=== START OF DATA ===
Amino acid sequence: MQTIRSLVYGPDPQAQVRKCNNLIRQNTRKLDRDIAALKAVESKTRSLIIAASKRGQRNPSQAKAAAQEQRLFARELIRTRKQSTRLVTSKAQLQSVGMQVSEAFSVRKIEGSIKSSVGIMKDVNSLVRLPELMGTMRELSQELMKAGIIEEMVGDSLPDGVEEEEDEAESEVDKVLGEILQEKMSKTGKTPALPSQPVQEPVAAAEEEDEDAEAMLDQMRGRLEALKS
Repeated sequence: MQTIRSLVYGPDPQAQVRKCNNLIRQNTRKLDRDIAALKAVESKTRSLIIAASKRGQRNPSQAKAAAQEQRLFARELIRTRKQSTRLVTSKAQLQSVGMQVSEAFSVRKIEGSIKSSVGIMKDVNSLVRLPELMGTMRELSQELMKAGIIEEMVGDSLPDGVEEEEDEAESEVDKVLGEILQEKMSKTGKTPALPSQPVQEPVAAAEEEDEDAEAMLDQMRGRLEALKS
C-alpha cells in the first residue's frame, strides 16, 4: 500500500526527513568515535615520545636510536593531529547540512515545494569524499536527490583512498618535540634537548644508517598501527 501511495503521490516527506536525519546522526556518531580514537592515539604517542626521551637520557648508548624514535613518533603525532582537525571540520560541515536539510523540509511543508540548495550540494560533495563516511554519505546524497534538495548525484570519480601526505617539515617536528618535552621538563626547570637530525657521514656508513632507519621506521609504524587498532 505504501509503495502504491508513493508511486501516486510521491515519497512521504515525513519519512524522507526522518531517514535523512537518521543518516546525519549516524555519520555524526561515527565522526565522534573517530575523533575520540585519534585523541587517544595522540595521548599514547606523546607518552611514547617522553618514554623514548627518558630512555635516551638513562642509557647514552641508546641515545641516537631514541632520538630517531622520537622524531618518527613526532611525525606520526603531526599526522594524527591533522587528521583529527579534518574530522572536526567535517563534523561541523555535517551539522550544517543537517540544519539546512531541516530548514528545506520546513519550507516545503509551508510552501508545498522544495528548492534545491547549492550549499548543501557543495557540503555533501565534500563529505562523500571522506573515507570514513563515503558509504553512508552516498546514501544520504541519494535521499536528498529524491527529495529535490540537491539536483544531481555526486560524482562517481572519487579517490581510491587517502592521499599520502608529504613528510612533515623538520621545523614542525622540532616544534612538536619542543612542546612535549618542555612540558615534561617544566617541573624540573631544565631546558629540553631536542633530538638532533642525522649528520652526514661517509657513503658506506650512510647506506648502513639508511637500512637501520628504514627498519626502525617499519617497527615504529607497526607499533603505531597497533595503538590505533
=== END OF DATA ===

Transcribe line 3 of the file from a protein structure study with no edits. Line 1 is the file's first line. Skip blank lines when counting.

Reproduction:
C-alpha cells in the first residue's frame, strides 16, 4: 500500500526527513568515535615520545636510536593531529547540512515545494569524499536527490583512498618535540634537548644508517598501527 501511495503521490516527506536525519546522526556518531580514537592515539604517542626521551637520557648508548624514535613518533603525532582537525571540520560541515536539510523540509511543508540548495550540494560533495563516511554519505546524497534538495548525484570519480601526505617539515617536528618535552621538563626547570637530525657521514656508513632507519621506521609504524587498532 505504501509503495502504491508513493508511486501516486510521491515519497512521504515525513519519512524522507526522518531517514535523512537518521543518516546525519549516524555519520555524526561515527565522526565522534573517530575523533575520540585519534585523541587517544595522540595521548599514547606523546607518552611514547617522553618514554623514548627518558630512555635516551638513562642509557647514552641508546641515545641516537631514541632520538630517531622520537622524531618518527613526532611525525606520526603531526599526522594524527591533522587528521583529527579534518574530522572536526567535517563534523561541523555535517551539522550544517543537517540544519539546512531541516530548514528545506520546513519550507516545503509551508510552501508545498522544495528548492534545491547549492550549499548543501557543495557540503555533501565534500563529505562523500571522506573515507570514513563515503558509504553512508552516498546514501544520504541519494535521499536528498529524491527529495529535490540537491539536483544531481555526486560524482562517481572519487579517490581510491587517502592521499599520502608529504613528510612533515623538520621545523614542525622540532616544534612538536619542543612542546612535549618542555612540558615534561617544566617541573624540573631544565631546558629540553631536542633530538638532533642525522649528520652526514661517509657513503658506506650512510647506506648502513639508511637500512637501520628504514627498519626502525617499519617497527615504529607497526607499533603505531597497533595503538590505533